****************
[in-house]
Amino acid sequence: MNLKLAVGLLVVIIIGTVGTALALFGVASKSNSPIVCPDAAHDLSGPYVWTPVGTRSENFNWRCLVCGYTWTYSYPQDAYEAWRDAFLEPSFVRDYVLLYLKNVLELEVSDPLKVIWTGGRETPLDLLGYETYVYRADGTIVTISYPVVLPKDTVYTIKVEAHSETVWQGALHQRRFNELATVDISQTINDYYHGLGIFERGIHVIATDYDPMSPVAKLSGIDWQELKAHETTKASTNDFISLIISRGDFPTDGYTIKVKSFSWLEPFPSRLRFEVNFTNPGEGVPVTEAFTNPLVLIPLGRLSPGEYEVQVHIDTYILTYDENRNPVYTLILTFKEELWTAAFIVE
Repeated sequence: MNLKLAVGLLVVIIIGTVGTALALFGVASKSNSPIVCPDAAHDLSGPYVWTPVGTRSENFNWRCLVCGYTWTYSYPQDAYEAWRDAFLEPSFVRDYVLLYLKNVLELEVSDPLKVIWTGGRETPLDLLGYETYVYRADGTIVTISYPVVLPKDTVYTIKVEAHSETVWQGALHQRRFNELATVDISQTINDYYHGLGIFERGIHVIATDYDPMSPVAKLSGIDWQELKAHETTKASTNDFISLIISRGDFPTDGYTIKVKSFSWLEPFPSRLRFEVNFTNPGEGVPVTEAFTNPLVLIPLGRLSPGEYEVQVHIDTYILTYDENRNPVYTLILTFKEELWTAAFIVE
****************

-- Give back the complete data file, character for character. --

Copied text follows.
[in-house]
Amino acid sequence: MNLKLAVGLLVVIIIGTVGTALALFGVASKSNSPIVCPDAAHDLSGPYVWTPVGTRSENFNWRCLVCGYTWTYSYPQDAYEAWRDAFLEPSFVRDYVLLYLKNVLELEVSDPLKVIWTGGRETPLDLLGYETYVYRADGTIVTISYPVVLPKDTVYTIKVEAHSETVWQGALHQRRFNELATVDISQTINDYYHGLGIFERGIHVIATDYDPMSPVAKLSGIDWQELKAHETTKASTNDFISLIISRGDFPTDGYTIKVKSFSWLEPFPSRLRFEVNFTNPGEGVPVTEAFTNPLVLIPLGRLSPGEYEVQVHIDTYILTYDENRNPVYTLILTFKEELWTAAFIVE
Repeated sequence: MNLKLAVGLLVVIIIGTVGTALALFGVASKSNSPIVCPDAAHDLSGPYVWTPVGTRSENFNWRCLVCGYTWTYSYPQDAYEAWRDAFLEPSFVRDYVLLYLKNVLELEVSDPLKVIWTGGRETPLDLLGYETYVYRADGTIVTISYPVVLPKDTVYTIKVEAHSETVWQGALHQRRFNELATVDISQTINDYYHGLGIFERGIHVIATDYDPMSPVAKLSGIDWQELKAHETTKASTNDFISLIISRGDFPTDGYTIKVKSFSWLEPFPSRLRFEVNFTNPGEGVPVTEAFTNPLVLIPLGRLSPGEYEVQVHIDTYILTYDENRNPVYTLILTFKEELWTAAFIVE